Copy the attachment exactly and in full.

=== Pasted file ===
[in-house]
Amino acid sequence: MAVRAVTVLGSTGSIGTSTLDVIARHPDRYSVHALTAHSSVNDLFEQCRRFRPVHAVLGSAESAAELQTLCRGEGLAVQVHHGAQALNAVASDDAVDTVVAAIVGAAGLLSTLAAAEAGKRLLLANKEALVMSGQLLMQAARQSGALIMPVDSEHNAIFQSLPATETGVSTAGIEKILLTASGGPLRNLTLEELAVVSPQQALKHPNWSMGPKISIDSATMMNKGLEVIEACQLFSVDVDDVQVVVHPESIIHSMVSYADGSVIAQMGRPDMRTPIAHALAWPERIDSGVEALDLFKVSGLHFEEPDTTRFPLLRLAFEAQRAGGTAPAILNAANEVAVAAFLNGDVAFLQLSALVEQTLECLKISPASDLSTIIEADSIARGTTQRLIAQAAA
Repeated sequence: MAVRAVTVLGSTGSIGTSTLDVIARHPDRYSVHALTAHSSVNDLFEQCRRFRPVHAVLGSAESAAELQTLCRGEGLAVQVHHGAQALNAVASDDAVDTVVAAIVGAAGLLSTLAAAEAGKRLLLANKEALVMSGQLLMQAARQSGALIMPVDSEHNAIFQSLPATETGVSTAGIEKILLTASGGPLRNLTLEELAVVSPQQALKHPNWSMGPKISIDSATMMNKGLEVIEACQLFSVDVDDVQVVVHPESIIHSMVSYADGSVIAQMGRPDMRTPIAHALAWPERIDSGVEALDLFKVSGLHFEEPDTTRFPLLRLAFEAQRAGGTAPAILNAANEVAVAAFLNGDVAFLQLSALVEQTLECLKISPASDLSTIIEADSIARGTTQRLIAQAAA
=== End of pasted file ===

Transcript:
[in-house]
Amino acid sequence: MAVRAVTVLGSTGSIGTSTLDVIARHPDRYSVHALTAHSSVNDLFEQCRRFRPVHAVLGSAESAAELQTLCRGEGLAVQVHHGAQALNAVASDDAVDTVVAAIVGAAGLLSTLAAAEAGKRLLLANKEALVMSGQLLMQAARQSGALIMPVDSEHNAIFQSLPATETGVSTAGIEKILLTASGGPLRNLTLEELAVVSPQQALKHPNWSMGPKISIDSATMMNKGLEVIEACQLFSVDVDDVQVVVHPESIIHSMVSYADGSVIAQMGRPDMRTPIAHALAWPERIDSGVEALDLFKVSGLHFEEPDTTRFPLLRLAFEAQRAGGTAPAILNAANEVAVAAFLNGDVAFLQLSALVEQTLECLKISPASDLSTIIEADSIARGTTQRLIAQAAA
Repeated sequence: MAVRAVTVLGSTGSIGTSTLDVIARHPDRYSVHALTAHSSVNDLFEQCRRFRPVHAVLGSAESAAELQTLCRGEGLAVQVHHGAQALNAVASDDAVDTVVAAIVGAAGLLSTLAAAEAGKRLLLANKEALVMSGQLLMQAARQSGALIMPVDSEHNAIFQSLPATETGVSTAGIEKILLTASGGPLRNLTLEELAVVSPQQALKHPNWSMGPKISIDSATMMNKGLEVIEACQLFSVDVDDVQVVVHPESIIHSMVSYADGSVIAQMGRPDMRTPIAHALAWPERIDSGVEALDLFKVSGLHFEEPDTTRFPLLRLAFEAQRAGGTAPAILNAANEVAVAAFLNGDVAFLQLSALVEQTLECLKISPASDLSTIIEADSIARGTTQRLIAQAAA